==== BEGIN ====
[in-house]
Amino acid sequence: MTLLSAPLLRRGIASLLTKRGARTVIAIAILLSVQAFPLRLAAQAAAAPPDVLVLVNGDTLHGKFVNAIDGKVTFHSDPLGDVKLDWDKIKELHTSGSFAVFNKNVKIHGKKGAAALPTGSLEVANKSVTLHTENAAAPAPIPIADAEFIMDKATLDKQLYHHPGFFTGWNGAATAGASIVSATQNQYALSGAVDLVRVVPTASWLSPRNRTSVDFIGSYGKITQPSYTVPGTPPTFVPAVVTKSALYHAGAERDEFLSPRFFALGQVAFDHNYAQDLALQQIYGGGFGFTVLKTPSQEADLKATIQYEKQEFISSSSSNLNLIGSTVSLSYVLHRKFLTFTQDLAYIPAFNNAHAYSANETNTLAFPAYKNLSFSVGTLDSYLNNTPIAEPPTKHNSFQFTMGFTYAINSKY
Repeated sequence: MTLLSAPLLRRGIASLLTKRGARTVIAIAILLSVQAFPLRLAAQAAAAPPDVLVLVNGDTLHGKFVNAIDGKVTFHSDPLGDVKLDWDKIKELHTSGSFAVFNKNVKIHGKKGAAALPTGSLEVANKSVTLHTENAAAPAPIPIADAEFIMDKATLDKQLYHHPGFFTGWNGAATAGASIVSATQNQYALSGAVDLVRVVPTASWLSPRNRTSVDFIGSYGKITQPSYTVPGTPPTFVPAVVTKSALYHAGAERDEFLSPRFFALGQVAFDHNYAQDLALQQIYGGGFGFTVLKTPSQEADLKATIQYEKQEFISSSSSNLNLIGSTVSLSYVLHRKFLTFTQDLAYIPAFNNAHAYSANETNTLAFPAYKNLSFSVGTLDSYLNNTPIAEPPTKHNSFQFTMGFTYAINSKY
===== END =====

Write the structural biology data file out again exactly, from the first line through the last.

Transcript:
[in-house]
Amino acid sequence: MTLLSAPLLRRGIASLLTKRGARTVIAIAILLSVQAFPLRLAAQAAAAPPDVLVLVNGDTLHGKFVNAIDGKVTFHSDPLGDVKLDWDKIKELHTSGSFAVFNKNVKIHGKKGAAALPTGSLEVANKSVTLHTENAAAPAPIPIADAEFIMDKATLDKQLYHHPGFFTGWNGAATAGASIVSATQNQYALSGAVDLVRVVPTASWLSPRNRTSVDFIGSYGKITQPSYTVPGTPPTFVPAVVTKSALYHAGAERDEFLSPRFFALGQVAFDHNYAQDLALQQIYGGGFGFTVLKTPSQEADLKATIQYEKQEFISSSSSNLNLIGSTVSLSYVLHRKFLTFTQDLAYIPAFNNAHAYSANETNTLAFPAYKNLSFSVGTLDSYLNNTPIAEPPTKHNSFQFTMGFTYAINSKY
Repeated sequence: MTLLSAPLLRRGIASLLTKRGARTVIAIAILLSVQAFPLRLAAQAAAAPPDVLVLVNGDTLHGKFVNAIDGKVTFHSDPLGDVKLDWDKIKELHTSGSFAVFNKNVKIHGKKGAAALPTGSLEVANKSVTLHTENAAAPAPIPIADAEFIMDKATLDKQLYHHPGFFTGWNGAATAGASIVSATQNQYALSGAVDLVRVVPTASWLSPRNRTSVDFIGSYGKITQPSYTVPGTPPTFVPAVVTKSALYHAGAERDEFLSPRFFALGQVAFDHNYAQDLALQQIYGGGFGFTVLKTPSQEADLKATIQYEKQEFISSSSSNLNLIGSTVSLSYVLHRKFLTFTQDLAYIPAFNNAHAYSANETNTLAFPAYKNLSFSVGTLDSYLNNTPIAEPPTKHNSFQFTMGFTYAINSKY